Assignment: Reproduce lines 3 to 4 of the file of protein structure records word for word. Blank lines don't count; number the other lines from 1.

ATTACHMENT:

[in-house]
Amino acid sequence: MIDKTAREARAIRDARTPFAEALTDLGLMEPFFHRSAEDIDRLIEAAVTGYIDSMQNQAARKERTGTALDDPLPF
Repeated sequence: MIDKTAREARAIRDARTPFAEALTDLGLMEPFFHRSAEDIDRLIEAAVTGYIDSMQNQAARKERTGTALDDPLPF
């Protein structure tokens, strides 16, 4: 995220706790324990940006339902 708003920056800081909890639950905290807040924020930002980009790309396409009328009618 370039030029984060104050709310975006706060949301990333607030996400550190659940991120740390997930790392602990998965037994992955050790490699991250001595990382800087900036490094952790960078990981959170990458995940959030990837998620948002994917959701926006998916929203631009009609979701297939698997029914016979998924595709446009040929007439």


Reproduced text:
Repeated sequence: MIDKTAREARAIRDARTPFAEALTDLGLMEPFFHRSAEDIDRLIEAAVTGYIDSMQNQAARKERTGTALDDPLPF
């Protein structure tokens, strides 16, 4: 995220706790324990940006339902 708003920056800081909890639950905290807040924020930002980009790309396409009328009618 370039030029984060104050709310975006706060949301990333607030996400550190659940991120740390997930790392602990998965037994992955050790490699991250001595990382800087900036490094952790960078990981959170990458995940959030990837998620948002994917959701926006998916929203631009009609979701297939698997029914016979998924595709446009040929007439």